NoSuchPlace

If I understand this correctly Deepmind is using each token in at most one update (They say they are training for less than one epoch), which means that it is hard to say anything about data efficiency of DL from this paper since the models are not trained to convergence on the data that they have seen.

They are probably doing this since they already have the data, and a new data point is more informative than an old one, even if your model is very slow to extract the available information with each update.

Searching his twitter, he barely seems to have mentioned GPT at all in 2020. Maybe he deleted some of his tweets?

I remember vividly reading one of his tweets last year, enthusiastically talking about how he'd started chatting with GPT-3 and it was impressing him with its intelligence.

Are you thinking of this tweet? I believe that was meant to be a joke. His actual position at the time appeared to be that GPT-3 is impressive but overhyped.

Thank you I fixed it. I think the same argument shows that that question is also undefined. I think the real takeaway is that physics doesn't deal well with some infinities.

As you point out later in the thread the light can never touch any given sphere, since no matter which one you pick there will always be another sphere in front of it to block the light. At the same time the light beam must eventually hit something because the centre sphere is in its way. So your light beam must both eventually hit a sphere and never hit a sphere so your system is contradictory and thus ill defined.

You could make the question answerable by instead asking for the limit of the light beam as number of steps of packing done goes to infinity in which case the light reflects back at 180°, since it does that in every step of the packing. Alternately you could ask what happens to the light beam if it is reflected of a shape which is the limit of the packing you described, in which case it will split in three since the shape produced is a cube (since it will have no empty spaces). (Edit:no it doesn't the answer to this question is again undefined via the argument in the first paragraph, since the matter it bounced of of had to belong to some sphere)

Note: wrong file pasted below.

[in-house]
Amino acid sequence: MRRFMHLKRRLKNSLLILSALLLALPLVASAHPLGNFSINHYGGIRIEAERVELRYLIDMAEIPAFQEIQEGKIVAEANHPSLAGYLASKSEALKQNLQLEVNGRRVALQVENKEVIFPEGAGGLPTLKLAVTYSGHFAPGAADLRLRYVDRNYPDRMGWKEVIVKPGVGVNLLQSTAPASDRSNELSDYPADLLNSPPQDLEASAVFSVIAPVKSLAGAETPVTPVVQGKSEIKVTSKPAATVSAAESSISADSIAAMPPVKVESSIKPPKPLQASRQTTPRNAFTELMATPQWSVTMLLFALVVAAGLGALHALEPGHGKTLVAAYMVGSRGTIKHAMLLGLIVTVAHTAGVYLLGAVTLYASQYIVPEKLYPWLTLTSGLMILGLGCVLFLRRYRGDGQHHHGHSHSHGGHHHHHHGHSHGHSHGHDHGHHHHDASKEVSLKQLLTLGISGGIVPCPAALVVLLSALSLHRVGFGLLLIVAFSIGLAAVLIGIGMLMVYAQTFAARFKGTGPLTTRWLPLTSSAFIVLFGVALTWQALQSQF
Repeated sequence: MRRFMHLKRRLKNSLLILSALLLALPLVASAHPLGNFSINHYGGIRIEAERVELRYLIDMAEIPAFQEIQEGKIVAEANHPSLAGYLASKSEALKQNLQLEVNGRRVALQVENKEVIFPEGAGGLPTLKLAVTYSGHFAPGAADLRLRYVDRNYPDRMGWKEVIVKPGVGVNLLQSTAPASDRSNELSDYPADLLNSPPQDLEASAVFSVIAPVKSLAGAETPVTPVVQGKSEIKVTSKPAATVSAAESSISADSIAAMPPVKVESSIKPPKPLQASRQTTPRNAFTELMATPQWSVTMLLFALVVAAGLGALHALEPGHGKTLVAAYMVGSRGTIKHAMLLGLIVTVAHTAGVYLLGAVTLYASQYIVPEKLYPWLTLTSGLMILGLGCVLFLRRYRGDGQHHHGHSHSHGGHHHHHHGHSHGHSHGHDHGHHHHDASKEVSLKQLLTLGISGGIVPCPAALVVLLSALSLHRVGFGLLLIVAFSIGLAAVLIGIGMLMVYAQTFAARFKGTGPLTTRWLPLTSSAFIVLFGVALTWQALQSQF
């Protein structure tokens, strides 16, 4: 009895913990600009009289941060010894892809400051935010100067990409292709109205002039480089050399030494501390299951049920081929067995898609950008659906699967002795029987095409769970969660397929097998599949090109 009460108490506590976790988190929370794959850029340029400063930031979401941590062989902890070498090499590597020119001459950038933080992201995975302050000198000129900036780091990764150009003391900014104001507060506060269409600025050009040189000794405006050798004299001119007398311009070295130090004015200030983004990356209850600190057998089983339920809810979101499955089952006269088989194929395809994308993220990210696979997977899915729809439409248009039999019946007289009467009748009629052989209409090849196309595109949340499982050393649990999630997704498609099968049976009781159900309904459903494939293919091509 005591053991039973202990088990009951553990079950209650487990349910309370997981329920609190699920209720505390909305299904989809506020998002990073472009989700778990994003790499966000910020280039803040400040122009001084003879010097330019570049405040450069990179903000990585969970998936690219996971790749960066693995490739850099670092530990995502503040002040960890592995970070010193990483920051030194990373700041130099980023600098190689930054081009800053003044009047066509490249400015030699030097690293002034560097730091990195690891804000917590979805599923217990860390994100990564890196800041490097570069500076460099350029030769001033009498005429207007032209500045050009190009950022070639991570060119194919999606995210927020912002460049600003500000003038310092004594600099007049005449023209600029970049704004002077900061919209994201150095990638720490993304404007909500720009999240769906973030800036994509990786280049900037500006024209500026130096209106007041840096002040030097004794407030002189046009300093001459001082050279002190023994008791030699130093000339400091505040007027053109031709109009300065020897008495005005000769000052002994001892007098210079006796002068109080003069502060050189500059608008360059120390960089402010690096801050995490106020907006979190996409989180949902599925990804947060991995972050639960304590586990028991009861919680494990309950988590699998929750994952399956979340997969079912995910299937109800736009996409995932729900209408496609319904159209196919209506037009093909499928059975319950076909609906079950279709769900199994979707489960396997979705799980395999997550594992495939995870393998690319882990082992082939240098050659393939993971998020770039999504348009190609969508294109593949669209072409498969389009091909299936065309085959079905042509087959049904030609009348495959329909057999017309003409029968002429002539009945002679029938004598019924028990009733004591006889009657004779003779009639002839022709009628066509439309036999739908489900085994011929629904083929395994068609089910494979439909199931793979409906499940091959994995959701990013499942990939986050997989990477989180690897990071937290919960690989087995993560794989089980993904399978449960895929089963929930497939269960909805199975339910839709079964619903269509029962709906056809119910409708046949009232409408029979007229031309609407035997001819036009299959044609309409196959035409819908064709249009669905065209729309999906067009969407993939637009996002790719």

Since I don't spend all my time inside avoiding every risk hoping for someone to find the cure to aging, I probably value a infinite life a large but finite amount times more than a year of life. This means that I must discount in such a way that after a finite number of button press Omega would need to grant me an infinite life span.

So I preform some Fermi calculations to obtain an upper bound on the number of button presses I need to obtain Immortality, press the button that often, then leave.

9y3

They are different concepts, either you use statistical significance or you do Bayesian updating (ie. using priors):

If you are using a 5% threshold roughly speaking this means that you will accept a hypothesis if the chance of getting equally strong data if your hypothesis is false is 5% or less.

If you are doing Bayesian updating you start with a probability for how likely a statement is (this is your prior) and update based on how likely your data would be if your statement was true or false.

here is an xkcd which highlights the difference: https://xkcd.com/1132/

9y12

In particular, I intuitively believe that "my beliefs about the integers are consistent, because the integers exist". That's an uncomfortable situation to be in, because we know that a consistent theory can't assert its own consistency.

That is true, however you don't appear to be asserting the consistency of your beliefs, you are asserting the consistency of a particular subset of your beliefs which does not contain the assertion of its consistency. This is not in conflict with Gödel's incompleteness theorem which implies that no theory may consistently assert its *own* consistency. Gödel's incompleteness theorem does not forbid proofs of consistency by more powerful theories: for example there are proofs of the consistency of Peano arithmetic

I think it would be more accurate to say that the test was meant to check whether the TV shows were effective than whether the children had a maximal inherent tendency towards virtuousness.